The U.S. war on terror has done “immense damage” to international law, lacks a credible legal basis and should be repudiated by the administration of President Barack Obama, said a panel of eminent judges and lawyers.
The panel, organized by the International Commission of Jurists, a nongovernmental human rights group, also criticized the culture of secrecy associated with the violation of international laws, which it said afforded impunity to those acting unlawfully.
The “war paradigm” adopted by the administration of former President George W. Bush to combat terrorism after 9/11 “has done immense damage in the last seven years to a previously shared international consensus on the framework underlying both human rights and humanitarian law,” the report said. “This consensus needs to be recreated and reasserted.”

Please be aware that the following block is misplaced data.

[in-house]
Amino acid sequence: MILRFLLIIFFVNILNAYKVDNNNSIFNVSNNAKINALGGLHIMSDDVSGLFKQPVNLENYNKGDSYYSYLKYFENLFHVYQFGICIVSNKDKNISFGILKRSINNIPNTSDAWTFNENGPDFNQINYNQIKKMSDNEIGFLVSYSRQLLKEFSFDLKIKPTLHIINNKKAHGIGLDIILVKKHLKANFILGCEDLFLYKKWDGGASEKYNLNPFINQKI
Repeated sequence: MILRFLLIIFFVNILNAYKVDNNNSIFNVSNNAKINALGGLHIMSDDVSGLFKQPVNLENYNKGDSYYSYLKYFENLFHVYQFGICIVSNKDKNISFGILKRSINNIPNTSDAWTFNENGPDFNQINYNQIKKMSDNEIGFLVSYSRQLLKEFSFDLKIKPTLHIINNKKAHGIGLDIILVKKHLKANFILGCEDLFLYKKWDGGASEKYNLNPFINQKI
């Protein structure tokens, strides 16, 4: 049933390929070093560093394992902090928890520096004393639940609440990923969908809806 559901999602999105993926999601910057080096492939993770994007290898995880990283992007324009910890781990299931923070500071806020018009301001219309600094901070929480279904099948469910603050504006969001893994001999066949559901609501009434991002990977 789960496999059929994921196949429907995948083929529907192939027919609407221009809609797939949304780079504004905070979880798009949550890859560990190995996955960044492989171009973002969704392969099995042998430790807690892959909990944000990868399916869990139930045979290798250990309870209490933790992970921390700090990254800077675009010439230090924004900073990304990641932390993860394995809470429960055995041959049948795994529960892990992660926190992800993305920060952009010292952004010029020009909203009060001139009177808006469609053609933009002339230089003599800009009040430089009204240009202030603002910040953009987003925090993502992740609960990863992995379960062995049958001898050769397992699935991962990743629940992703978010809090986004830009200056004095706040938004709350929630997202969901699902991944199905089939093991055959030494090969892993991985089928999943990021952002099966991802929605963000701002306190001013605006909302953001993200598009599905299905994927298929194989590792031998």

The panel recognized the threat posed by terrorism and that states have a legal duty reinforced by UN resolutions to protect their citizens. But their actions must be in accordance with the requirements of international law, Chaskalson said. “Otherwise they become lawbreakers” with serious consequences for their own societies and international order, he said.
The United States sets the standards for a great many ethical questions – including, apparently, unethical and criminal behavior.